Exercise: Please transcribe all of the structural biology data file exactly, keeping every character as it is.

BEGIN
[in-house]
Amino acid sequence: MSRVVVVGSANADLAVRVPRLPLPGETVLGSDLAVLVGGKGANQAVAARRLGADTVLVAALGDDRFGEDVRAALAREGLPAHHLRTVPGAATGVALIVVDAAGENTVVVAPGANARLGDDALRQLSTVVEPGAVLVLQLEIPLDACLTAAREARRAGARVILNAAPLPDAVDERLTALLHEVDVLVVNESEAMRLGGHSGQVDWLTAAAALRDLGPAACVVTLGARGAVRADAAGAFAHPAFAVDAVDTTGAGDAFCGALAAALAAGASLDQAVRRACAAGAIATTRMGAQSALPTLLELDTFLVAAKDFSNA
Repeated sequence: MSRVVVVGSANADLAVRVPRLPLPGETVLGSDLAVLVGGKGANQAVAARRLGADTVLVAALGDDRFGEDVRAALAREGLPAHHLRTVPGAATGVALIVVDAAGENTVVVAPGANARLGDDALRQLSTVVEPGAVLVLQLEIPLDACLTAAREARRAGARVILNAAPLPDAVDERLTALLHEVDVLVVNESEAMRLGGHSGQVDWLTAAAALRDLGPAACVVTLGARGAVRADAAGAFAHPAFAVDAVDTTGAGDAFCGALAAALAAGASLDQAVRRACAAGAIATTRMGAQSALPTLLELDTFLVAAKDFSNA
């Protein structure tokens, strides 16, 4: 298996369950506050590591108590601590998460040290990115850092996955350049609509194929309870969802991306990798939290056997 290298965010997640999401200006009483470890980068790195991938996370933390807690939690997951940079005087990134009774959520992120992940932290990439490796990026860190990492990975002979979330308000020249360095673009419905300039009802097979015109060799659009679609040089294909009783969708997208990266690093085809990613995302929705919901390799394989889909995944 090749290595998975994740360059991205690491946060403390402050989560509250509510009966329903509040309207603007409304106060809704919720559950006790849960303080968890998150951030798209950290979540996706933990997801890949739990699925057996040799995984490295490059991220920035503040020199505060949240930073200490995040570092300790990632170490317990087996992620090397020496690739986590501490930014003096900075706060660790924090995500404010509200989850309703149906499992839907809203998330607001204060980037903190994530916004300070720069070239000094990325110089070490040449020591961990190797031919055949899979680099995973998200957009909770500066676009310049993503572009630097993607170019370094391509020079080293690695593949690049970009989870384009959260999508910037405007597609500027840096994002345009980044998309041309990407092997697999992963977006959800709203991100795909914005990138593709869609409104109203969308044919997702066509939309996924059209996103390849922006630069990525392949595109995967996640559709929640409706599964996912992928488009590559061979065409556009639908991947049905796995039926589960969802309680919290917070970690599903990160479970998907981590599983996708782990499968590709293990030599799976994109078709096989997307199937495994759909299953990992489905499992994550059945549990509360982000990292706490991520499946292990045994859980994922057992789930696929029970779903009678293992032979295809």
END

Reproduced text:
[in-house]
Amino acid sequence: MSRVVVVGSANADLAVRVPRLPLPGETVLGSDLAVLVGGKGANQAVAARRLGADTVLVAALGDDRFGEDVRAALAREGLPAHHLRTVPGAATGVALIVVDAAGENTVVVAPGANARLGDDALRQLSTVVEPGAVLVLQLEIPLDACLTAAREARRAGARVILNAAPLPDAVDERLTALLHEVDVLVVNESEAMRLGGHSGQVDWLTAAAALRDLGPAACVVTLGARGAVRADAAGAFAHPAFAVDAVDTTGAGDAFCGALAAALAAGASLDQAVRRACAAGAIATTRMGAQSALPTLLELDTFLVAAKDFSNA
Repeated sequence: MSRVVVVGSANADLAVRVPRLPLPGETVLGSDLAVLVGGKGANQAVAARRLGADTVLVAALGDDRFGEDVRAALAREGLPAHHLRTVPGAATGVALIVVDAAGENTVVVAPGANARLGDDALRQLSTVVEPGAVLVLQLEIPLDACLTAAREARRAGARVILNAAPLPDAVDERLTALLHEVDVLVVNESEAMRLGGHSGQVDWLTAAAALRDLGPAACVVTLGARGAVRADAAGAFAHPAFAVDAVDTTGAGDAFCGALAAALAAGASLDQAVRRACAAGAIATTRMGAQSALPTLLELDTFLVAAKDFSNA
């Protein structure tokens, strides 16, 4: 298996369950506050590591108590601590998460040290990115850092996955350049609509194929309870969802991306990798939290056997 290298965010997640999401200006009483470890980068790195991938996370933390807690939690997951940079005087990134009774959520992120992940932290990439490796990026860190990492990975002979979330308000020249360095673009419905300039009802097979015109060799659009679609040089294909009783969708997208990266690093085809990613995302929705919901390799394989889909995944 090749290595998975994740360059991205690491946060403390402050989560509250509510009966329903509040309207603007409304106060809704919720559950006790849960303080968890998150951030798209950290979540996706933990997801890949739990699925057996040799995984490295490059991220920035503040020199505060949240930073200490995040570092300790990632170490317990087996992620090397020496690739986590501490930014003096900075706060660790924090995500404010509200989850309703149906499992839907809203998330607001204060980037903190994530916004300070720069070239000094990325110089070490040449020591961990190797031919055949899979680099995973998200957009909770500066676009310049993503572009630097993607170019370094391509020079080293690695593949690049970009989870384009959260999508910037405007597609500027840096994002345009980044998309041309990407092997697999992963977006959800709203991100795909914005990138593709869609409104109203969308044919997702066509939309996924059209996103390849922006630069990525392949595109995967996640559709929640409706599964996912992928488009590559061979065409556009639908991947049905796995039926589960969802309680919290917070970690599903990160479970998907981590599983996708782990499968590709293990030599799976994109078709096989997307199937495994759909299953990992489905499992994550059945549990509360982000990292706490991520499946292990045994859980994922057992789930696929029970779903009678293992032979295809």